Cash is Trash?

Interest rates will remain low forever and we have the tools to make it happen,” or so goes myth from the world’s most important central bankers:-

In continuing its asset purchases (QE of US Treasuries and mortgage junk) the FOMC committee seeks to maintain downward pressure on interest rates.”…… Fed Chief, Ben Bernanke, December 2012.

Britain’s interest rates are likely to remain at a record low for at least three more years,” ….Governor of the Bank of England, Mark Carney, August 2013.

“ I’ll do whatever it takes ( to preserve the Euro, keep interest rates low and keep credit flowing,”……ECB head-boy, Mario Monti, July 2012.

The only trouble is, “it isn’t working,” as we have been at pains to state over the past year or so and as you can see by the chart below.



In the real world, the cost of borrowing is tied pretty much to the 10-year sovereign debt rate and the rate is soaring. In fact it looks more like a chart or the PIIGS cost of borrowing, as their economies were on there way to either bankruptcy, or near bankruptcy.

But this isn’t the PIIGS, it’s the big-boys now. History will make its choice on whether these central bankers were just “confidence boosters” OR “confidence tricksters,” but either way Mr Market has decided that it wants higher rates, as the amounts on loan are just far, far to large and a higher level of compensation is being demanded for the increased risk be taken.

But how high a rate of compensation?

Well, let’s start with a look at the longer term and study just the US and UK 10-year sovereign yield, the former shown in black and the UK in blue. (The Euro-Zone history only commenced in 1990 but had it been earlier, it would have followed the US lead.)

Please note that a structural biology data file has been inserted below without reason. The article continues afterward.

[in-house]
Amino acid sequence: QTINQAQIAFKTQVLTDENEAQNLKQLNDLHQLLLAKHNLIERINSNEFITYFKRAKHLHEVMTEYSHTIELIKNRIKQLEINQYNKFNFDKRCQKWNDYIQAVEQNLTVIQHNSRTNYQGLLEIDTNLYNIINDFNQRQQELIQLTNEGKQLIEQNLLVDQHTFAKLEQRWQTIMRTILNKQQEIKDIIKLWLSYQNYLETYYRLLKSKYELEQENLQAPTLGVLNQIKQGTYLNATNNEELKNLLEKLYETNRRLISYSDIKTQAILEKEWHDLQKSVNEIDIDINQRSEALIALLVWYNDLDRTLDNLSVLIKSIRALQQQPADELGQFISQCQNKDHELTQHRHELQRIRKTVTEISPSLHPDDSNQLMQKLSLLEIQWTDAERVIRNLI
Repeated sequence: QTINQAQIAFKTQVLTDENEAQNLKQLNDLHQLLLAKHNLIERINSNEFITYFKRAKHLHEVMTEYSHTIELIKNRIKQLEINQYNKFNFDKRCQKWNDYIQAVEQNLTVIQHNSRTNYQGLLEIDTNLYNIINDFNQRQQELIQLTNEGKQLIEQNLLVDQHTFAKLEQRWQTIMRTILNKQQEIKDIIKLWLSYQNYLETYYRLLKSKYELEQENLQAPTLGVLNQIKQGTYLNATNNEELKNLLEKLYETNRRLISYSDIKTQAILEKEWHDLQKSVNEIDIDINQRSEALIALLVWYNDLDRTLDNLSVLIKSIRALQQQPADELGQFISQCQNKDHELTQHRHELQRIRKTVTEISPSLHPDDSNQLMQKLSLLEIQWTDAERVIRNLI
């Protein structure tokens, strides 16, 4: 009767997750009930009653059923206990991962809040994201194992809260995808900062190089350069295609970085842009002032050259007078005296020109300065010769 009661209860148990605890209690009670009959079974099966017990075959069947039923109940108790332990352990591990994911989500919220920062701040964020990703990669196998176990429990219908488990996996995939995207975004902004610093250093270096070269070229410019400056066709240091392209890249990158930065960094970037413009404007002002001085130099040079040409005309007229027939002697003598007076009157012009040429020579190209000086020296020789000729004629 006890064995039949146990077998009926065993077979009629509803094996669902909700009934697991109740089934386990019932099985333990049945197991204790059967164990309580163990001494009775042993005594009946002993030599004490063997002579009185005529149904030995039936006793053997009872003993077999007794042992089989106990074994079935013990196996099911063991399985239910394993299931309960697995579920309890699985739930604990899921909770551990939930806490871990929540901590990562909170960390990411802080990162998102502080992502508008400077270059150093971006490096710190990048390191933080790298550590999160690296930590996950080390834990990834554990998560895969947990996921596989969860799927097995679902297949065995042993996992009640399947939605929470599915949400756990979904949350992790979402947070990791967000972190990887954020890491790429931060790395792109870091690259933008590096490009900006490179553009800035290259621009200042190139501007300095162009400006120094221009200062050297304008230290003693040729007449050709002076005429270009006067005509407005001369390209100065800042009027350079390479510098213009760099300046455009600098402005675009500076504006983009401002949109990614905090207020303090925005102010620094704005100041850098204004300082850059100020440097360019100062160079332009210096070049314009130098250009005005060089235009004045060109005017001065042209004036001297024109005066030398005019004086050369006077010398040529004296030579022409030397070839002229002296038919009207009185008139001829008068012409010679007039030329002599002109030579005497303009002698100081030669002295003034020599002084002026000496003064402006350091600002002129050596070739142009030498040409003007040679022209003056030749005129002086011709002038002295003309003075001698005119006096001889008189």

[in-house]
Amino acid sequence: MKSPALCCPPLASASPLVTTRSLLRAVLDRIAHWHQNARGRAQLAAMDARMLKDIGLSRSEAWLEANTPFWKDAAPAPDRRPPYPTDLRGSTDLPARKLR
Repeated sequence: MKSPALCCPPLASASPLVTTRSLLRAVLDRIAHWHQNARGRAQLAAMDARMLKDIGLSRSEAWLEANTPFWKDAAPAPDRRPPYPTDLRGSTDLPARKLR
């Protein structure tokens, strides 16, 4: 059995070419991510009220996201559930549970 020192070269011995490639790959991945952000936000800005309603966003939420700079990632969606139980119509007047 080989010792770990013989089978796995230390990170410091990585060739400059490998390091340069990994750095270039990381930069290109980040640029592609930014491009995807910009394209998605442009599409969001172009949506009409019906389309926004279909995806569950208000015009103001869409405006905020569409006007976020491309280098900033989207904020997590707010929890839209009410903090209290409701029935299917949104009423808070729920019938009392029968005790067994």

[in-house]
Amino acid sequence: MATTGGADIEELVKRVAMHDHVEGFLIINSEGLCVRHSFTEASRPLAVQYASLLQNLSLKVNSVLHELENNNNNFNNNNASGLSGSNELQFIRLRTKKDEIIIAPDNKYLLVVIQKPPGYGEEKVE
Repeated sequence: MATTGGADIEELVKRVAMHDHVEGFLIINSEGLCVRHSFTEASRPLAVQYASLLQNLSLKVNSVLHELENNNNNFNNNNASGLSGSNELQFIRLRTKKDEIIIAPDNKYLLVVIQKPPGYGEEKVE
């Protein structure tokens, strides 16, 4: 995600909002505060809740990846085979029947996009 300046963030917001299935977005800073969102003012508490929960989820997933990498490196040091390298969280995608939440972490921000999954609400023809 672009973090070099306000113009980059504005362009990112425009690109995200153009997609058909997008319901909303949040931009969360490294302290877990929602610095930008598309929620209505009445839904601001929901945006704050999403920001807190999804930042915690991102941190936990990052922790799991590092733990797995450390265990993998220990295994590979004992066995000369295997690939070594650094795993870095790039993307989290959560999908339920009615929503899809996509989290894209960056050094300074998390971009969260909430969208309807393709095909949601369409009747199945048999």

Unfortunately the Bloomberg data for the UK only goes back to 1989, hence the near 16% pa peak co-incided with the £Sterling’s exit from the ERM, the Euro’s failed first attempt. We do know, however, that UK 10 year yields were at very similar market highs as the US in 1981.

The 31-year bull market for bonds ended in July 2012 and the yields have been revving higher ever since. A quick guide from Fibonacci re-tracement guidance suggests a rise towards the 38.2% to 61.8% targets of 7% to 10% pa interest costs.

It will not be in a straight line, as can be seen within the yield hike above (1960 to 1981) and/or the yield collapse (1981-2012), but it will be in a quicker time frame than the 31-year bull market for bonds. Bear markets are always quicker to unfold than the prior bull phase. 

Either way, as the market gurus’, economists and financial journalists echo the central bankers’ myth, encouraging the herd to pile into stocks and/or buy-to-let, study the charts. What will a move to even 5% on the 10-year do to corporate profits and real estate prices?

Cash is not trash, it could just be king.



One response to this post.

  1. […] outlined in the 14th August 2013 blog, “Cash is Trash,” the Fed and/or other Central Bank stimulatory policy wasn’t working, in respect of holding […]


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